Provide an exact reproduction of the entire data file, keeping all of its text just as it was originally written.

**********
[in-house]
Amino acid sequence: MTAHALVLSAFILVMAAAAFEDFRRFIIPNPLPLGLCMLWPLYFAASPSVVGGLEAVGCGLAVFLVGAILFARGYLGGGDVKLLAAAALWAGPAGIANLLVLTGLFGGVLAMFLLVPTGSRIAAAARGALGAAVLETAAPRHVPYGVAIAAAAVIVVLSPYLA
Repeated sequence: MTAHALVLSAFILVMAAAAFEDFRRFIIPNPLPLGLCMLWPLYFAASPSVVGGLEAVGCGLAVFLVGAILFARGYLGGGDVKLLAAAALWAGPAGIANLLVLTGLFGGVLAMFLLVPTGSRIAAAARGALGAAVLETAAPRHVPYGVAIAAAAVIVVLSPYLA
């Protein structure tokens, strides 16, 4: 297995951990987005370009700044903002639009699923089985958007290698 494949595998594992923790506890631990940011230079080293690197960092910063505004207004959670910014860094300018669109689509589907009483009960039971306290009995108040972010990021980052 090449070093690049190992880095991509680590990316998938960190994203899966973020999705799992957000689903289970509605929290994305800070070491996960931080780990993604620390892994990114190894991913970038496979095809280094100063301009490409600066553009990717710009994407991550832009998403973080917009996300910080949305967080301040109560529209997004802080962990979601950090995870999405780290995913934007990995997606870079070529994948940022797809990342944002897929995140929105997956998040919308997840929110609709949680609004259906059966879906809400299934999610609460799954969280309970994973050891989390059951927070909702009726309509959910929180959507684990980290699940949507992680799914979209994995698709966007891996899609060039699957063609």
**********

[in-house]
Amino acid sequence: MTAHALVLSAFILVMAAAAFEDFRRFIIPNPLPLGLCMLWPLYFAASPSVVGGLEAVGCGLAVFLVGAILFARGYLGGGDVKLLAAAALWAGPAGIANLLVLTGLFGGVLAMFLLVPTGSRIAAAARGALGAAVLETAAPRHVPYGVAIAAAAVIVVLSPYLA
Repeated sequence: MTAHALVLSAFILVMAAAAFEDFRRFIIPNPLPLGLCMLWPLYFAASPSVVGGLEAVGCGLAVFLVGAILFARGYLGGGDVKLLAAAALWAGPAGIANLLVLTGLFGGVLAMFLLVPTGSRIAAAARGALGAAVLETAAPRHVPYGVAIAAAAVIVVLSPYLA
């Protein structure tokens, strides 16, 4: 297995951990987005370009700044903002639009699923089985958007290698 494949595998594992923790506890631990940011230079080293690197960092910063505004207004959670910014860094300018669109689509589907009483009960039971306290009995108040972010990021980052 090449070093690049190992880095991509680590990316998938960190994203899966973020999705799992957000689903289970509605929290994305800070070491996960931080780990993604620390892994990114190894991913970038496979095809280094100063301009490409600066553009990717710009994407991550832009998403973080917009996300910080949305967080301040109560529209997004802080962990979601950090995870999405780290995913934007990995997606870079070529994948940022797809990342944002897929995140929105997956998040919308997840929110609709949680609004259906059966879906809400299934999610609460799954969280309970994973050891989390059951927070909702009726309509959910929180959507684990980290699940949507992680799914979209994995698709966007891996899609060039699957063609």